• RESOURCE role—RESOURCE role grants access to a greater number of system privileges, including those previously associated with CONNECT role.(creating tables, views, etc.) as well as creating triggers or stored procedures.
  • DBA role—give access to all system privileges.

Grants and Privileges In Action

In this section we will discuss how to use Oracles grants and privileges to improve the security of a simple CMS example discussed in the beginning of this recipe. Assume that the content delivered to users of your application is stored in the WEB_CONTENT table.

First you have to create this table. Start your Oracle XE database and login as System Administrator. If you haven't unlocked the sample HR user, please do so. Follow the instructions in the Getting Started Guide included with the XE installation. Notice that by default the HR user is assigned to the RESOURCE role. Also assign this user to the DBA role, so you can use this account to manage the database aspects of our CMS application. Of course, you will not use HR user account for online access, only to manage the database.

Now you can create a new table by either using the object browser or by executing the SQL Commands window. Here is the code to create the table:


    page_content VARCHAR2(255)
As you have created the table as HR user, the table is owned by the HR account (and resides in the HR schema) and no other user currently has access to it unless you explicitly grant it. You can test this by creating a new user and trying to access the WEB_CONTENT table.

Now create two new users, CMS_USER and CMS_EDITOR. Eventually, CMS_USER will be granted read-only access to the WEB_CONTENT table and will be used as the database account to deliver content to anonymous Web users. The CMS_EDITOR account will have broader privileges on the table and will be used as the account for the CMS editors who need to alter and maintain the data in the table.

You can create new users by using XE graphic interface or by executing the following commands:

CREATE USER cms_user IDENTIFIED BY cms_user;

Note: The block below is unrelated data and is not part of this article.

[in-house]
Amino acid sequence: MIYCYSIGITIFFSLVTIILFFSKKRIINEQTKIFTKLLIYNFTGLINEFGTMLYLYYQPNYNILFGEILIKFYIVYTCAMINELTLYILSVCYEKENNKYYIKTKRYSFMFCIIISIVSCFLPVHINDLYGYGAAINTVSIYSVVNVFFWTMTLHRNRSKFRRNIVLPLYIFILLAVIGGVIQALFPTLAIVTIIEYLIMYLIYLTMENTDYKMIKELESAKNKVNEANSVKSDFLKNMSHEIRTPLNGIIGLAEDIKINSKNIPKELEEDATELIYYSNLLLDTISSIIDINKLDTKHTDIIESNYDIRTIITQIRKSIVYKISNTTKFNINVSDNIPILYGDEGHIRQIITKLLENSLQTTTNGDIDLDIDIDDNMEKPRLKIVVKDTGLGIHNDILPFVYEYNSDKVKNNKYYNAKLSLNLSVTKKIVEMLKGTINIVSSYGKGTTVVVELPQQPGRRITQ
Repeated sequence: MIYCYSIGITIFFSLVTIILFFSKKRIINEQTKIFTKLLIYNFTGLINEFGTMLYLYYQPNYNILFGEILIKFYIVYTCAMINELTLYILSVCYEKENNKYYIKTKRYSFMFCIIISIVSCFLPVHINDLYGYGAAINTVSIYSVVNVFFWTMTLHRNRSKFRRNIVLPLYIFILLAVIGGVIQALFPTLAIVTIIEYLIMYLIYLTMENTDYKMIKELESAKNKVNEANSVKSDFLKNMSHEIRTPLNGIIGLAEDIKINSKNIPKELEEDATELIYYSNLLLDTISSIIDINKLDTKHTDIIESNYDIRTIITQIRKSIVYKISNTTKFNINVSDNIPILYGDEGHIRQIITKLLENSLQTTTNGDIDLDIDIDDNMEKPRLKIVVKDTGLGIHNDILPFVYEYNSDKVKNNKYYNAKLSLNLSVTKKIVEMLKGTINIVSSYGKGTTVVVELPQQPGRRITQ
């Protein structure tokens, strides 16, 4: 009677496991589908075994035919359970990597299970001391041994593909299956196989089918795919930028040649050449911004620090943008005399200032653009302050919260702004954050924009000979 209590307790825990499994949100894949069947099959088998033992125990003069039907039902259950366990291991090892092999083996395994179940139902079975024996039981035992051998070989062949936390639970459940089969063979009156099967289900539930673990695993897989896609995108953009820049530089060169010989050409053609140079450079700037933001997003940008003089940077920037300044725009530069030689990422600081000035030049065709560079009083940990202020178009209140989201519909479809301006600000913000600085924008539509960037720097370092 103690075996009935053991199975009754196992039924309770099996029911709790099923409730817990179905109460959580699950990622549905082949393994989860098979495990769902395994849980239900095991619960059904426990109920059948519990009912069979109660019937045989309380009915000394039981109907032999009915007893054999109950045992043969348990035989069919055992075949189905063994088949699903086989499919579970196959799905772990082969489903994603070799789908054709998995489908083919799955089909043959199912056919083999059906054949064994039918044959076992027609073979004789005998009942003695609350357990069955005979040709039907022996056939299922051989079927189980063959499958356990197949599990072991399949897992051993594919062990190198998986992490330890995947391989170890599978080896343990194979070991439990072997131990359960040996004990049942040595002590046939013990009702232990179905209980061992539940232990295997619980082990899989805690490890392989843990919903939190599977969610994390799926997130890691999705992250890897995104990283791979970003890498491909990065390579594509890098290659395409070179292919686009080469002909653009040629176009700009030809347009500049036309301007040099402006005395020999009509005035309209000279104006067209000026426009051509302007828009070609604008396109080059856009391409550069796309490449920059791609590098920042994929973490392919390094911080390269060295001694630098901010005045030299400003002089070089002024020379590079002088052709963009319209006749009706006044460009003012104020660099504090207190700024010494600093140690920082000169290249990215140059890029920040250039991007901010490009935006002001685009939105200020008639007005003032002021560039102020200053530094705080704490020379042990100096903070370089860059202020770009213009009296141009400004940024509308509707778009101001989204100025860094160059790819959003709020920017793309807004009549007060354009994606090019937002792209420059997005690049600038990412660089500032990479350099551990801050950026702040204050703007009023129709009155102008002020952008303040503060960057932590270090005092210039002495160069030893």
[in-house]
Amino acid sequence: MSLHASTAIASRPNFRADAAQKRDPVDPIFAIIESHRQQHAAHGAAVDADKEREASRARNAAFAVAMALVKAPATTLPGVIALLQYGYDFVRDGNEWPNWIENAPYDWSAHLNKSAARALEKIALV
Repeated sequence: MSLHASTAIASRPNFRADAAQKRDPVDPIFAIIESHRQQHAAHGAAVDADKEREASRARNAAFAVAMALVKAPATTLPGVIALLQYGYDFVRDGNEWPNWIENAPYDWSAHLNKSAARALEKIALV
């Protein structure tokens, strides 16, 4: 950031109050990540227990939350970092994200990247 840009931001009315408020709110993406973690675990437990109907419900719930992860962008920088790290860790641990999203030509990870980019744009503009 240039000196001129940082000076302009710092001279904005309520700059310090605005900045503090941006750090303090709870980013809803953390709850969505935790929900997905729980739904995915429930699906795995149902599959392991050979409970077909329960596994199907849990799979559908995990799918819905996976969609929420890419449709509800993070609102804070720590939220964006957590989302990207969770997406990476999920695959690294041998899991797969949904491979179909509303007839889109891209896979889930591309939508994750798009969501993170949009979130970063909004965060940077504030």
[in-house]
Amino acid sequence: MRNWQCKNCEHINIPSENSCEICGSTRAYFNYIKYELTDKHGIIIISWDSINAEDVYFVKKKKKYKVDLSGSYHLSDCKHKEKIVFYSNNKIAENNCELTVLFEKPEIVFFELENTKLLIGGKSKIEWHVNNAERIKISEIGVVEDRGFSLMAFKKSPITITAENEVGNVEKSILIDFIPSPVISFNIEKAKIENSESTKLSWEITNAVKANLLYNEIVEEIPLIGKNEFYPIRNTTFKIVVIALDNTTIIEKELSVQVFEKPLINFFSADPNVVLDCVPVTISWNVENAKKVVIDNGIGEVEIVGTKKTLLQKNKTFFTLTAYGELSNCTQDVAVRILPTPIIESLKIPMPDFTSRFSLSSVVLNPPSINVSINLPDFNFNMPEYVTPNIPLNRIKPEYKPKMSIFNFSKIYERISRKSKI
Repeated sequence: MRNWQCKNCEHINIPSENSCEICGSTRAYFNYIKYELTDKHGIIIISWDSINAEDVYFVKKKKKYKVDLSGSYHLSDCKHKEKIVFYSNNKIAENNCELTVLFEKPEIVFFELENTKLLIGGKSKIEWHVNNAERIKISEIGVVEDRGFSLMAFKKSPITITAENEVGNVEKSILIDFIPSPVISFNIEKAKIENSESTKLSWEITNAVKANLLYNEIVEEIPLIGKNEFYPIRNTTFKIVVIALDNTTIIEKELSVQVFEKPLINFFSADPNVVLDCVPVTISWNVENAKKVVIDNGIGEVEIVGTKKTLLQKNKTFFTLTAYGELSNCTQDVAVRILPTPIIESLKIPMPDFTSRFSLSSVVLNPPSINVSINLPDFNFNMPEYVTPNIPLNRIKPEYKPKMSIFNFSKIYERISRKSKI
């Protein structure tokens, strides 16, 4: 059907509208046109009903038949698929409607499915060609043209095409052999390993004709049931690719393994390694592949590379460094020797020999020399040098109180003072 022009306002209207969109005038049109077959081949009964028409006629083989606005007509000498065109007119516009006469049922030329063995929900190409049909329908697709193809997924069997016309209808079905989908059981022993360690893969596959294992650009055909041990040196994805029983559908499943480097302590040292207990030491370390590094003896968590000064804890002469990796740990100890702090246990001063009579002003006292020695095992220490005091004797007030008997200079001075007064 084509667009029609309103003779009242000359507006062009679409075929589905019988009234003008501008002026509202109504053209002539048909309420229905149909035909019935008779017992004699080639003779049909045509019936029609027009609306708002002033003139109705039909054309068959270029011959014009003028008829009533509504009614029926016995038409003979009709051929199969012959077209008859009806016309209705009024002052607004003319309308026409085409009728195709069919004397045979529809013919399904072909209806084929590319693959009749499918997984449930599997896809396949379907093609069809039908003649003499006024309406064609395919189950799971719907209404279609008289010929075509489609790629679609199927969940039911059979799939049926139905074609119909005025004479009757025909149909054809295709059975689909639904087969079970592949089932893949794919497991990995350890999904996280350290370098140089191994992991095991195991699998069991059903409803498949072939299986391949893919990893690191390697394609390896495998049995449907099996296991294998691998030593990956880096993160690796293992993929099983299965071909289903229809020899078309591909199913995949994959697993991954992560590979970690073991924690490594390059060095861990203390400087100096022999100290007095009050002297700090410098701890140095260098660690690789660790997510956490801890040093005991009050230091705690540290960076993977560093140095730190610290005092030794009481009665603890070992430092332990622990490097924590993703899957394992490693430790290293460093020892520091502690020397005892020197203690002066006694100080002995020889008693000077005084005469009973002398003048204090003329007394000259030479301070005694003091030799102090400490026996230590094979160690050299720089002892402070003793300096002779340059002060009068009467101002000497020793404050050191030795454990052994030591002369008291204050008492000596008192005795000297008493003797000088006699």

CREATE USER cms_editor IDENTIFIED BY cms_editor;
(For simplicity the passwords match the user names.)

In order to enable both accounts to log in into the database we need to assign them to the CONNECT role. You can do it by checking the CONNECT checkbox under the user profile in the Administration/Database Users section of XE graphic interface or by issuing these commands:

GRANT CONNECT to cms_user;
GRANT CONNECT to cms_editor;
Now if you try to log in as either CMS_USER or CMS_EDITOR and attempt to read data from the WEB_CONTENT table (select * from hr.web_content;) you'll get the following error:
ORA-00942: table or view does not exist
In order to access the data or even just to see the table, you need to grant read-only access to the WEB_CONTENT table to both CMS_USER and CMS_EDITOR accounts:
GRANT SELECT on hr.web_content to cms_user;
GRANT SELECT on hr.web_content to cms_editor;
The code above allows both accounts to execute SELECT statements against the WEB_CONTENT table. If you try to execute any other statement you will get the error. For example, inserting a row:
INSERT INTO hr.web_content (page_id,page_content) VALUES (1,'hello world');
will produce the error message
ORA-01031: insufficient privileges
To allow CMS_EDITOR to alter the content of the table, this privilege needs to be granted (don�t forget to re-log in as HR):
GRANT INSERT,UPDATE,DELETE on hr.web_content to cms_editor;
From now on the CMS_EDITOR account is allowed to execute INSERT, UPDATE, and DELETE statements against the WEB_CONTENT table. You can easily review the current user privileges by using one of the XE built-in security reports (Utilities - > Object Reports -> Security - > User Privileges -> Object Grants).

As you can see this was rather easy; the more efficient approach would be to handle grants through roles. If you are running a version of Oracle other than XE, you can do the following:

Create roles:

Grant privileges to roles:
GRANT SELECT ON web_content TO reader;
Assign users to the roles:
GRANT reader TO cms_user;
GRANT reader TO cms_editor; (they need to read too)
GRANT writer TO cms_editor;
Note that if you ever needed to alter the definition of the READER role, the changes would be propagated to all user accounts granted this role. If you decided to grant privileges directly to users you would have to update each user account individually.

Once the steps above are completed you can configure your PHP application to use CMS_USER account for all database connections requested by anonymous Web users and to use CMS_EDITOR account for the connections originating from password-protected admin pages. Now, even if the public Web form gets compromised the impact on the database will be minimal, since the CMS_USER account is restricted to read-only access.


In this recipe we only touched on the most basic features of Oracle data access security. Fortunately, Oracle has many more features that can take the security of your Web applications to a new level—including Virtual Private Database (VPD) and Label Security. For more information about the former in the context of PHP, see my OTN article, " Bringing Data Security to PHP Applications."

Mikhail Seliverstov is a Web Programming Team Leader for the office of Development and Alumni Relations at McGill University in Montreal. For the past three years, he has helped lead a large Oracle+PHP development project as a principal application architect and developer.